I know that generally speaking, agency people value them for a variety of reasons. There’s absolutely no doubt how good it feels to win and to accept an award with your team. I know and I get it. But I’m wondering whether or not there’s a disconnect if the outside world views these shows with as much weight. Frankly, with the changing economic and media landscape (we’re awarding for TV spots above all in a world that’s shifting more to digital by the day?), I’m just not as sure as I once was. I think they like getting a plaque of the award on their wall. But how much does that really mean? I think they like telling the people above of the agency’s success, but how much do those people above really care?

Does it help indirectly with reputation building? Sure. I can see that. But I’m talking about direct impact if that’s possible.

Agency folks are welcome to answer this question similarly –

What’s the ROI of entering?
Can you measure it and draw a direct line from statues to new business or more pitch invites?

Or was that even your goal? Was internal morale building as a result of victories the primary goal instead and new business was a nice “extra”? And if you didn’t enter, why?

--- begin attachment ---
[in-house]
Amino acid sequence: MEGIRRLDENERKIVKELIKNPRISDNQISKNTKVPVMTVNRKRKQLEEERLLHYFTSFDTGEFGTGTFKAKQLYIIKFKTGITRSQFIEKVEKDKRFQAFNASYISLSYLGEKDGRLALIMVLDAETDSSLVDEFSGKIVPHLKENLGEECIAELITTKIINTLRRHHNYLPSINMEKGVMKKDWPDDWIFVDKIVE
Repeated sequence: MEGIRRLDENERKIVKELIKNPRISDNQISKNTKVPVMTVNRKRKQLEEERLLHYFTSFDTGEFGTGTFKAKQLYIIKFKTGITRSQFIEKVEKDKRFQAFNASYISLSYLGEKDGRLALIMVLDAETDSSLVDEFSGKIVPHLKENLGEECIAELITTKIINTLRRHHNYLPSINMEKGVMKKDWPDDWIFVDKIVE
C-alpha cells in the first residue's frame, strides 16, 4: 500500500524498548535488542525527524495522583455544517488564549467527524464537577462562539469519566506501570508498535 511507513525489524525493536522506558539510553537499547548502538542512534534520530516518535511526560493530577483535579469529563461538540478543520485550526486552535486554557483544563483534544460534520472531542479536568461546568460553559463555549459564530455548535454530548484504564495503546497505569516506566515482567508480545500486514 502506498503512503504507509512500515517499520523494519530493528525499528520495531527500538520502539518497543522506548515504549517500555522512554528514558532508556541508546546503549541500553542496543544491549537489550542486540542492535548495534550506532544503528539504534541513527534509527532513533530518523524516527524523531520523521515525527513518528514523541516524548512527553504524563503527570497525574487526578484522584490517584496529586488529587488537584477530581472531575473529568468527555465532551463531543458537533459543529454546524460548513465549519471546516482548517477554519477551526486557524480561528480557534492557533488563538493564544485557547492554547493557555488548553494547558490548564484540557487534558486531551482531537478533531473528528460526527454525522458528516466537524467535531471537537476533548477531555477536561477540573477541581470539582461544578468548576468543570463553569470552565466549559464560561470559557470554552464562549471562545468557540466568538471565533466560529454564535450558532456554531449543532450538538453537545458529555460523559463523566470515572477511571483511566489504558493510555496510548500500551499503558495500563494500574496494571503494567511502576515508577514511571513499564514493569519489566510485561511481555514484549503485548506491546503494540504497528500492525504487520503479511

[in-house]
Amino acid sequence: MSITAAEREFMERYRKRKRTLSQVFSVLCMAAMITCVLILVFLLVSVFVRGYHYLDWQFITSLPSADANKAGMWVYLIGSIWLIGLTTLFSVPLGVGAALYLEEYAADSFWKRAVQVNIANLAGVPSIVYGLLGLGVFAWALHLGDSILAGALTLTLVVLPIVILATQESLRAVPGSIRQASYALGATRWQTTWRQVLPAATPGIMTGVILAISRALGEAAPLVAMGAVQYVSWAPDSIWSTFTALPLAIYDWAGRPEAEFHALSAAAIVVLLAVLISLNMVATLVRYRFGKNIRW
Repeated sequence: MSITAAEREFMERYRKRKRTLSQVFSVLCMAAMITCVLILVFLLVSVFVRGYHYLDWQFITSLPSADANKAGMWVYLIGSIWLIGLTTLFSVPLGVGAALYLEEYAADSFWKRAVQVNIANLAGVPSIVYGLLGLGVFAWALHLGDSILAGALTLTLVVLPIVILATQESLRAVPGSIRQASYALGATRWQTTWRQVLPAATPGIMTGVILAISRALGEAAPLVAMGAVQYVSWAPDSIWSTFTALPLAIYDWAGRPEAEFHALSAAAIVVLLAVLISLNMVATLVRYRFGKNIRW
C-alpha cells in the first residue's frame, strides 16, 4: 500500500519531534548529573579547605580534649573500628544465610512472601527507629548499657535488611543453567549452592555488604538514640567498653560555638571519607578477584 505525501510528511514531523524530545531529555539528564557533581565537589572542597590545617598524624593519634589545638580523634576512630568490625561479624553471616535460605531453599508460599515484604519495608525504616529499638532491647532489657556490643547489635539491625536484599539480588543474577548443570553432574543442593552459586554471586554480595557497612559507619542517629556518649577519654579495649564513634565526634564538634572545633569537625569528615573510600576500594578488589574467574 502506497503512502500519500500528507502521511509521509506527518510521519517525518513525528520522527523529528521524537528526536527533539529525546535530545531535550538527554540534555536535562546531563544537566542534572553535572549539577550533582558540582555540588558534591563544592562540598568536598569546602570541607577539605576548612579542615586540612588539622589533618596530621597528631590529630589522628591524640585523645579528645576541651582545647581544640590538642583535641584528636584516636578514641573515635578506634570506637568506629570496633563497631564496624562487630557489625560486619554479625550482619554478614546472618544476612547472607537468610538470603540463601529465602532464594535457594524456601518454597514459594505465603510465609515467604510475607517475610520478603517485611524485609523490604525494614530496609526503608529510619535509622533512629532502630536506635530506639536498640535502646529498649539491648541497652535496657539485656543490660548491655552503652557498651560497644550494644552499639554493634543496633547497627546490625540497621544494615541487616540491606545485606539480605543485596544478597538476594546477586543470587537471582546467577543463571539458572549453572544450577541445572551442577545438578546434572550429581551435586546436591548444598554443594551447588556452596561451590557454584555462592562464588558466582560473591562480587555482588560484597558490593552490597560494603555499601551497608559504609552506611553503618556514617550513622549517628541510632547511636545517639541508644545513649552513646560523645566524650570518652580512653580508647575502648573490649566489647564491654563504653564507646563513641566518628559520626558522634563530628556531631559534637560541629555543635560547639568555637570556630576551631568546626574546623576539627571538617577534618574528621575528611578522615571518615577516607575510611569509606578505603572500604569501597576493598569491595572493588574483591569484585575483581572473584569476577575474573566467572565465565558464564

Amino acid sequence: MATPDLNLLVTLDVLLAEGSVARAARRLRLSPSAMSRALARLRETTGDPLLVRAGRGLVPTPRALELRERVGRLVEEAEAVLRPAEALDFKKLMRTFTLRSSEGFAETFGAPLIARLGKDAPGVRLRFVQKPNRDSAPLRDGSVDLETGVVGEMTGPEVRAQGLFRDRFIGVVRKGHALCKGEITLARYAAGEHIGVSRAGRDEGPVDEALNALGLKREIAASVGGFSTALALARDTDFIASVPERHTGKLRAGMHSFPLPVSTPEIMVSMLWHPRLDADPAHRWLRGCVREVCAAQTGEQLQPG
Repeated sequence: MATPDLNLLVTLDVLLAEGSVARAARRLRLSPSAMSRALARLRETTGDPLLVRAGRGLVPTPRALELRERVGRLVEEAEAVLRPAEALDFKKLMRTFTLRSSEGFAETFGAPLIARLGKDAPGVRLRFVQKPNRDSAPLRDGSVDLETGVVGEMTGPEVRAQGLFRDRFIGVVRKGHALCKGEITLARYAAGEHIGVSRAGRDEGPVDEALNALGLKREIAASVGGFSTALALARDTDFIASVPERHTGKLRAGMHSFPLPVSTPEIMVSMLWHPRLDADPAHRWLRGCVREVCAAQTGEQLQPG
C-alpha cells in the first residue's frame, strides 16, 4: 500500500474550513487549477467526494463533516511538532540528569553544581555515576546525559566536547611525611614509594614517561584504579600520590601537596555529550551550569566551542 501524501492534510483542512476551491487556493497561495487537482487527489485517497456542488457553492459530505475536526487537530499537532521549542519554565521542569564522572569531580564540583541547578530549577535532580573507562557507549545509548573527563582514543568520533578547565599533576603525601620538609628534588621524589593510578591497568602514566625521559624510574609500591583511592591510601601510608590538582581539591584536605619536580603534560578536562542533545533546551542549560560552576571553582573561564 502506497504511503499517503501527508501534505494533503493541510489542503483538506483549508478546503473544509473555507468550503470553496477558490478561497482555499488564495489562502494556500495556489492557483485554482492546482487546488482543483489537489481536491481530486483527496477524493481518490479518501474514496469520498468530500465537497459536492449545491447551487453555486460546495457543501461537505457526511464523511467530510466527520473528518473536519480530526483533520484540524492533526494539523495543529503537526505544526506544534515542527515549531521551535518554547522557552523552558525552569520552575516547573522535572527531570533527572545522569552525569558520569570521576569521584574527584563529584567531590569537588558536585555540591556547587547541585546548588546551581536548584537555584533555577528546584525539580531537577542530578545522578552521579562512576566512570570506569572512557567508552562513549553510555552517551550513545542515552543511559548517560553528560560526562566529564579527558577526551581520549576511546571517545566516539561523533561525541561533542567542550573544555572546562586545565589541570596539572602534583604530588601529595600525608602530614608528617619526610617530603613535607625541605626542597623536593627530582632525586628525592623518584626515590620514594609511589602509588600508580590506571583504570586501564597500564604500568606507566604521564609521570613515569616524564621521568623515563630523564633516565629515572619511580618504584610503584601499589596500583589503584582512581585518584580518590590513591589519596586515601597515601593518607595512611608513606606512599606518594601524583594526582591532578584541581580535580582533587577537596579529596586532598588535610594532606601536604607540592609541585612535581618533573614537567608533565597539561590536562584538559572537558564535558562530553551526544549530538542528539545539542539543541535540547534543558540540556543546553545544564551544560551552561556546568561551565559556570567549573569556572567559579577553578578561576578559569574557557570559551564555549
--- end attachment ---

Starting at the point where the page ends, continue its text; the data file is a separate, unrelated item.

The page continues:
Ponder that and let me know your thoughts if you would. Again, there’s no wrong answer and I realize the answer can depend on different types of client personalities and values. But I’d like to hear the shared stories and views regardless. Many thanks in advance.



Do Super Bowl commercials represent what we want anymore?

The question before the Super Bowl every year seems to be “Are you watching more for the game or the commercials?” Being a person who practices the dark arts of advertising and marketing, I’ve usually been glued for the game and the commercials. Certainly not for the halftime shows.